How millions of gig workers could be affected by a new labor rule


At the time Dominique Smith After downloading a new app to his phone in November 2021, he’d been a rideshare driver long enough to know that figuring out how much money he was making wasn’t easy.

He’d ridden for Lyft and Uber for nearly five years, during which time a significant chunk of the money he “earned” never ended up in his wallet — from the $300 a week he shelled out for a rental car, to just about anything to constantly fill up his petrol tank. Although he worked long shifts six to seven days a week, “there was no saving, just trying to get the basics down,” he said. Even the basics were a challenge. He regularly stopped to buy donated groceries at churches and food banks, and he bought discounted items at the Grocery Outlet. “It was a struggle to keep a roof over my dog’s head,” said the 34-year-old San Jose resident.

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The new app was called Driver’s Seat Cooperative. Smith was among 55 members of Rideshare Workers United in California who participated in a study that tracked more than 12,000 rides over a six-week period to analyze working conditions and income. The main finding of the study, published last month by the National Equity Atlas, a project by PolicyLink and the USC Equity Research Institute (ERI), surprised even a seasoned driver like Smith: On average, after the myriad expenses of carpooling, they were making just $6.20 an hour. Had they been regular employees instead of gig workers, the study found, they would have made almost $11 more an hour — or $16.70 an hour.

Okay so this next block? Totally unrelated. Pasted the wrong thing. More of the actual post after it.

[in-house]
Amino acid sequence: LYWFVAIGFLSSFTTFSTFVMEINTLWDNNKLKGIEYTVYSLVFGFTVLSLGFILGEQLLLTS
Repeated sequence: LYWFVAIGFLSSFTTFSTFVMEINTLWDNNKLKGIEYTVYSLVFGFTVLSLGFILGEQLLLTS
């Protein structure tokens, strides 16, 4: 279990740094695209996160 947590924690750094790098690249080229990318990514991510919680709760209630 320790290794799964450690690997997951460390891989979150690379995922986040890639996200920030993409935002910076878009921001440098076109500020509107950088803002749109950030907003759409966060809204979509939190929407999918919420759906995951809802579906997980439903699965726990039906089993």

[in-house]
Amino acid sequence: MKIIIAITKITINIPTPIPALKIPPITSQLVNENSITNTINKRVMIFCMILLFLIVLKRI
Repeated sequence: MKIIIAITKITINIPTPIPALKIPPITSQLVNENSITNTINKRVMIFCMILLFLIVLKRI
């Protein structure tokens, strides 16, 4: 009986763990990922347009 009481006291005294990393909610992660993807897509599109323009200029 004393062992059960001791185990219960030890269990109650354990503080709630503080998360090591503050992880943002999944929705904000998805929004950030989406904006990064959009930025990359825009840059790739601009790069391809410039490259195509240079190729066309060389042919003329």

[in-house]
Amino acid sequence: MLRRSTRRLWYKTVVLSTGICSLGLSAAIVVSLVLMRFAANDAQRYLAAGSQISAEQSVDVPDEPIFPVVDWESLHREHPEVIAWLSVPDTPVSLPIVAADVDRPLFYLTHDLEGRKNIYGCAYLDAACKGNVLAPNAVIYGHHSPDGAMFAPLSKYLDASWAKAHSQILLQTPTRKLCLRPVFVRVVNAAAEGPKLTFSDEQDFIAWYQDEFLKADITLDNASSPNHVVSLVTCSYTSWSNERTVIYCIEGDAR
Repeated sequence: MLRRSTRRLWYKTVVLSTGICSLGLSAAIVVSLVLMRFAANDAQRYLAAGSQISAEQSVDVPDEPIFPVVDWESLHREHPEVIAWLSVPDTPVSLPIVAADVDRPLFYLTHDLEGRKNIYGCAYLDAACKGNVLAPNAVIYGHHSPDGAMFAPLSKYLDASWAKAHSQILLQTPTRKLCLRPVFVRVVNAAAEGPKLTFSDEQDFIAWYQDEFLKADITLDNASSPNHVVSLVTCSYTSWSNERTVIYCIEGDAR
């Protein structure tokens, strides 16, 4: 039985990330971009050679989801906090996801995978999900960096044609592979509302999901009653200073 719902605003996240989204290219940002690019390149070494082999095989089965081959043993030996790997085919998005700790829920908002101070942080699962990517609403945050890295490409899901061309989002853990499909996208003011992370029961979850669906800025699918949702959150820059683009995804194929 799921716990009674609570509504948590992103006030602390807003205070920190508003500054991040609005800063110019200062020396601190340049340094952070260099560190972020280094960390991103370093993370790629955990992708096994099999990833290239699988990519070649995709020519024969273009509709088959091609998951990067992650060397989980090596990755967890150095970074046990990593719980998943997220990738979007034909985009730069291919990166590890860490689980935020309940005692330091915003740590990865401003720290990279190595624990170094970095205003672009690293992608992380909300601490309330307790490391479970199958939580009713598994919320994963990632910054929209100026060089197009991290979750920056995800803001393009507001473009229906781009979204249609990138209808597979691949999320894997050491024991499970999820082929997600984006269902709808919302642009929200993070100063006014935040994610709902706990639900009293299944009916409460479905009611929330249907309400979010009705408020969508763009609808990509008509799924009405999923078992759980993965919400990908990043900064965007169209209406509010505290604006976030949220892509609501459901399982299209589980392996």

“You have the illusion that you’re making so much money, but you don’t factor in so many costs,” Smith said. “They’re offloading huge costs, so it’s their duty to keep us as a contractor.”

A Lyft spokesman called the report a “flawed survey unrelated to the experiences of drivers in California” and argued that “if there was any truth to these results, drivers would not choose to continue doing this work.” Uber did not respond to a request for comment.

Traditional workers typically enjoy a variety of benefits and rights—including expense reimbursements, unemployment and workers’ compensation insurance, paid sick leave, family leave, and overtime—that independent contractors do not enjoy. In California, elected officials passed Assembly Bill 5 in 2019, which converted many gig workers, including rideshare drivers, into regular employees. A year later, however, Uber, Lyft, and other app-based delivery companies spent more than 200 million dollars Passing Proposal 22 — making it the costliest ballot measure in the state’s history — which exempted them from the legislature. (Last August, the Alameda Superior Court of California ruled Prop. 22 unconstitutional; The ruling has been appealed and in the meantime Prop. 22 remains in effect.)